Robert De Niro, the actor, aimed the f-bomb at President Donald Trump in remarks to a large audience at the Tony Awards. Following an appreciative applause, he repeated it and got a standing ovation. Samantha Bee, the television comedian, used the even more vulgar c-word to describe the president's daughter Ivanka Trump.
Well, they're only words, some people say.
"The problem with Robert De Niro's using the F-word against President Tump isn't the word itself," writes Christine Emba in the Washington Post, "it's the absence of underlying content." But the obscenities are the only "underlying content." Bee's audience, which gave her a rousing cheer, got the message loud and clear. It loved it.
Comedian Dennis Miller told an interviewer that when he watches De Niro splattering his public with political obscenities, he turns around, looks over his shoulder and mimics the actor's psychopathic character in the movie "Taxi Driver," saying: "You talkin' to me? You talkin' to me?"
Many of us are asking that question now, extending it to the terrible things other people are doing and saying in these polarized and angry times. There's a reach for rudeness, amplified by cellphones and everywhere else on social media.
Miller, a former "Saturday Night Live" cast member, may be an ironic person to critique the increasing vulgarity of the culture. But like growing numbers of the rest of us, both red and blue, he regards the vulgarity as a tragic state of affairs. Ugly words and ugly public behavior bombard the public consciousness, conspicuously in politics but in art and entertainment as well. It's impossible to rise above the antagonistic and the disputatious, to escape the anger that begets blind hate and mindless rage. Can violence be far behind?
But mindlessness requires mindfulness. Classes in mindfulness are proliferating because they teach how to focus on the intellectually important. That's evermore difficult to do. There're a new opera, new as in a revival of the old, entertaining audiences in the nation's capital. It's called "The Emperor of Atlantis, or Death Goes on Strike," reprised for reflection and entertainment, in which it succeeds in part. But in revival it succumbs to the director's conceit to compare Donald Trump to Adolf Hitler. The opera was written in 1943 by Viktor Ullmann, a Czech Jew, when he was a prisoner at the Theresienstadt death camp, shortly before he was transferred to Auschwitz to be murdered by the Nazis. The opera has a heavy drumbeat meant to represent a brutalized environment. The director updates the central character, originally a parody of Hitler, to a dictator obsessed with his country's borders, with jarring references to "fake news" and "You're fired." This reduces serious philosophical questions to social media cliches.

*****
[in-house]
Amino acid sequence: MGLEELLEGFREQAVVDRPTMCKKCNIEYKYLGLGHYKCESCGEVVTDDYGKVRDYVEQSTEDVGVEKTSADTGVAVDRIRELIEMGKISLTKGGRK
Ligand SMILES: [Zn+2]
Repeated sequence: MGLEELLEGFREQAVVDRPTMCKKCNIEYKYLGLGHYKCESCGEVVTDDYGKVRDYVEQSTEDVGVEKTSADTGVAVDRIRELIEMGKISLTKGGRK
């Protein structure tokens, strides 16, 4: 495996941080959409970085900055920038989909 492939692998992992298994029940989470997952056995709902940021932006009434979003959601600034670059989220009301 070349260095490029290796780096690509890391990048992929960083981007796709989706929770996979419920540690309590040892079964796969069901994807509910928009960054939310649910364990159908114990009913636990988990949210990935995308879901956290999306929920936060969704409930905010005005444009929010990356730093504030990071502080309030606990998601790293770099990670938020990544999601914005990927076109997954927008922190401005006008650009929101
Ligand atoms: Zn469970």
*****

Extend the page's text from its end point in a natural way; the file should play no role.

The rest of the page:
It's popular in certain precincts to compare the president with Hitler and the Holocaust, and it's what historian Jay Winik, writing in The Wall Street Journal, calls an "obscene lie." When Michael Hayden, former director of the CIA, compared immigrant detention centers to Auschwitz and tweeted the infamous photograph of the single-rail line into Auschwitz, civil liberties lawyer Alan Dershowitz called out Hayden's remarks as "Holocaust denial." It was a cruel and stupid analogy to the place where more than a million Jews, including many children, were sent to "showers" of poison gas.
Former Sen. Daniel Patrick Moynihan observed how there's a limit to how much bad behavior can saturate a society before it lowers standards for everybody. He called it "defining deviancy down," saying: "when you get too much, you begin to think that it's not really that bad. Pretty soon you become accustomed to very destructive behavior."
That's where we are now, with a government official asked to leave a restaurant because the owner doesn't like her boss and a member of Congress urging her constituents to organize a mob to harass conservatives -- "And if you see anybody from that Cabinet in a restaurant, in a department store, at a gasoline station ... you push back on them. And you tell them they're not welcome anymore, anywhere."
Some Democrats are alarmed, not necessarily because such vigilante rhetoric is wrong but because it's a risky political strategy with the midterm elections looming just ahead. They're concerned that Rep. Maxine Waters is not the image of the party they want to project in the months leading to Nov. 6. "Confirmation bias" is insidiously at work, enabling Waters and her angry look-alikes to be that party image, no matter how outrageous and disabling.
Just the other day, a 21-year-old congressional intern to Democratic Sen. Maggie Hassan of New Hampshire sent an f-bomb sailing toward the president as he walked past her through the Capitol rotunda. She was suspended for only a week, and Sen. Hassan said she would keep her job. That's what Daniel Patrick Moynihan called "defining deviancy down."